Field-level Enforcement

Perhaps you’re building a /profile endpoint, and you’d like to exclude the profile’s email address unless the current user specifically has access to it. To build this type of authorization, it often makes sense to use “field-level” enforcement, by explicitly allowing access to certain fields on your domain objects.

Field-level authorization gives you fine-grained control over who can access exactly what bits of information. In Polar, you can write field-level rules like this:

allow_field(user, "read", profile: Profile, "email") if
    user = profile.user or

Notice that an allow_field rule is just like an allow rule, except that it takes an additional argument: the field name.

Authorize one field at a time

To enforce field-level authorization in your app, you use the Oso.authorize_field() method.

def get_email(profile, current_user):
    oso.authorize_field(current_user, "read", profile, "email")

Like authorize, authorize_field will raise an an authorization error when the user is not allowed to perform the given action. This is an error that you should handle globally in your app. You can read more details about this in the Resource-level Enforcement Guide.

Get all authorized fields

Sometimes it is helpful to get all fields that a user can access, and for this there is a separate method called Oso.authorized_fields() :

# Serialize only the fields of profile that the current user is allowed to read
def serialize_profile(profile, current_user):
    fields = oso.authorized_fields(current_user, "read", profile)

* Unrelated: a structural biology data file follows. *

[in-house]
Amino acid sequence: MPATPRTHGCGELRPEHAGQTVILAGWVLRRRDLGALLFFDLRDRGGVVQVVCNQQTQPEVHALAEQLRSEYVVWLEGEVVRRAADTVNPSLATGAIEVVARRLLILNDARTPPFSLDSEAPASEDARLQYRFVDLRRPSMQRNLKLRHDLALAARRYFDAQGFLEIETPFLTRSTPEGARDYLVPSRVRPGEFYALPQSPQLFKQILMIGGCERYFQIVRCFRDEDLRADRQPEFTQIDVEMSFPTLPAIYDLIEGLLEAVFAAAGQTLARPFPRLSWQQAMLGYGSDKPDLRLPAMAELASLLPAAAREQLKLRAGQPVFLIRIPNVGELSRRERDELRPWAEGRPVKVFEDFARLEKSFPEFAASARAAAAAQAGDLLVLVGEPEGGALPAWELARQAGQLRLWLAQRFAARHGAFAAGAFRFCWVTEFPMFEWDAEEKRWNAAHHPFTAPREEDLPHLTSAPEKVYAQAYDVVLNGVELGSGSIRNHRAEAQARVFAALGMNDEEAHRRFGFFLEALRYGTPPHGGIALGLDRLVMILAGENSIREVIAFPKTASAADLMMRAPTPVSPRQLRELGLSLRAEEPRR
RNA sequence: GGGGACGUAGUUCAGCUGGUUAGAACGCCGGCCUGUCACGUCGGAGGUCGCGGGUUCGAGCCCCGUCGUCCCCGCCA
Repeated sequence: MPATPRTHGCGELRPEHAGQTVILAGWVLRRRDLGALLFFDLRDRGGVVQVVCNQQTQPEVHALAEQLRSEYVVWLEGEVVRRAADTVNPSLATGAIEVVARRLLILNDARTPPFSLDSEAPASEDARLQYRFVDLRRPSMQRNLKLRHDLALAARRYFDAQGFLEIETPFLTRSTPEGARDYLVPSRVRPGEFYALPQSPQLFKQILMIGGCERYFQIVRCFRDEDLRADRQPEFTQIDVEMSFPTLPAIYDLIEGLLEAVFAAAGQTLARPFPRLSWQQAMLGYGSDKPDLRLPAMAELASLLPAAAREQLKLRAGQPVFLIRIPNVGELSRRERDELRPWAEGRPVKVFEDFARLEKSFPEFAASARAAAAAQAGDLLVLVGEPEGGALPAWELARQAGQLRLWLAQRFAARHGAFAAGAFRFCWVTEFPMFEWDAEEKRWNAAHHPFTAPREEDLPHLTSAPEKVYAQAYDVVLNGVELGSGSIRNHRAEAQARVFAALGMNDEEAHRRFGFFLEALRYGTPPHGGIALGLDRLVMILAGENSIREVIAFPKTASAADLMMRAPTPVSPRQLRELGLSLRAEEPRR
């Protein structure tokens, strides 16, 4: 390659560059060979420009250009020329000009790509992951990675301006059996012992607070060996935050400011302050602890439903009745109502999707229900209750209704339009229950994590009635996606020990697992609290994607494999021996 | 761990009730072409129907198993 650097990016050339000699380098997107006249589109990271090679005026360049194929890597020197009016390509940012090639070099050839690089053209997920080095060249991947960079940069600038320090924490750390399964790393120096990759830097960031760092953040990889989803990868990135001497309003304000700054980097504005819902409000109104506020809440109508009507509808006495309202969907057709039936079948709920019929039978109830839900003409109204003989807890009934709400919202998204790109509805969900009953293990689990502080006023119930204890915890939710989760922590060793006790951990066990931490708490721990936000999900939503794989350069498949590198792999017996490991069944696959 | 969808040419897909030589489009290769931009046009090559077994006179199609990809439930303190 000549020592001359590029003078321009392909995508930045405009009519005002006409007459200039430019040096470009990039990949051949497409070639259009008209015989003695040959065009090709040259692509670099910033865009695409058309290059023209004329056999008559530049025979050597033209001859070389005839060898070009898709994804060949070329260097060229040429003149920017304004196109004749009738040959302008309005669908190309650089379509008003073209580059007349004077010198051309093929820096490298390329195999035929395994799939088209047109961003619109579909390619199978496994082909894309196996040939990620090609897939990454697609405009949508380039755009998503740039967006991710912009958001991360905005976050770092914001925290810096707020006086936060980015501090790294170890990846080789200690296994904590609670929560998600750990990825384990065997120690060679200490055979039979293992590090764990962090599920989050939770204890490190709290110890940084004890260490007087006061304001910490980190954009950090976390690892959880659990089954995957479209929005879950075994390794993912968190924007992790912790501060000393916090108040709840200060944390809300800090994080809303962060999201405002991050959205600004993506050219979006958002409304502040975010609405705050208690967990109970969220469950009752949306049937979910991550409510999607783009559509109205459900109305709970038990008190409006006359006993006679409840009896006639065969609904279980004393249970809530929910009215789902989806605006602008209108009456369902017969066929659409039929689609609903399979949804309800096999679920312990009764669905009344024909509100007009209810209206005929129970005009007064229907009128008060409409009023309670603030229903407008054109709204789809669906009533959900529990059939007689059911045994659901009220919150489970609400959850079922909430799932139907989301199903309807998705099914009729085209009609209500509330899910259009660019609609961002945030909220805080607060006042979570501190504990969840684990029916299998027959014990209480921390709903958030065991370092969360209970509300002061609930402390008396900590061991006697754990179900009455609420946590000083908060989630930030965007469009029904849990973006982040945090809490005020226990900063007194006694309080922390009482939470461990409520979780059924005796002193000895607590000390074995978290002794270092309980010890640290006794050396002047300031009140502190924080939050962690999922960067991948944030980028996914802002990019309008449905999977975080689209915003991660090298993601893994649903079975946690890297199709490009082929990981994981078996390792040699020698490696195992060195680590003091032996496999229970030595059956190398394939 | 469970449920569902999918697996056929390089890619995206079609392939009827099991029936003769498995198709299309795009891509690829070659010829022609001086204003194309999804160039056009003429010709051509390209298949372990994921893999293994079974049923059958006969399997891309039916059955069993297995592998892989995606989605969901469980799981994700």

return {field: profile[field] for field in fields}

The authorized_fields method can be used to send only the fields that the user is explicitly allowed to read, or can similarly be used to filter incoming parameters from a user for a call to, say, an update method. In that case, you might use an "update" action in the call to authorized_fields:

# Filter raw_update_params by the fields on profile that the user can update
def filter_update_params(profile, raw_update_params, current_user):
    fields = oso.authorized_fields(current_user, "update", profile)
    return {field: raw_update_params[field] for field in fields}

Authorizing many fields

Perhaps you have many fields on each object, and you’d like to allow access to them in groups. For example, a Profile object might have some public fields, some fields viewable only by friends, and some fields viewable by admins only.

You can do this with Polar’s in operator:

# Allow friends access to friend-only fields
allow_field(user: User, "read", profile: Profile, field) if
    field in ["last_check_in_location", "favorite_animal"] and
    user in profile.friends;

# Allow admins access to admin-only fields
allow_field(user: User, "read", profile: Profile, field) if
    field in ["email", "last_login"] and

Or, if you have trouble listing all fields in your Polar policy files, and you’d prefer to list fields in your application code, you can also use a constant defined on the class, like this:

allow_field(user: User, "read", profile: Profile, field) if
    field in Profile.FRIENDS_ONLY_FIELDS and
    user in profile.friends;

allow_field(user: User, "read", profile: Profile, field) if
    field in Profile.ADMIN_ONLY_FIELDS and

Doing so would require you to add the FRIENDS_ONLY_FIELDS and ADMIN_ONLY_FIELDS constants to your Profile class:

class Profile:
    ADMIN_ONLY_FIELDS = ["email", "last_login"]
    FRIENDS_ONLY_FIELDS = ["last_check_in_location", "favorite_animal"]

That way, you can add new fields and authorize access to them without touching your Polar policy code.

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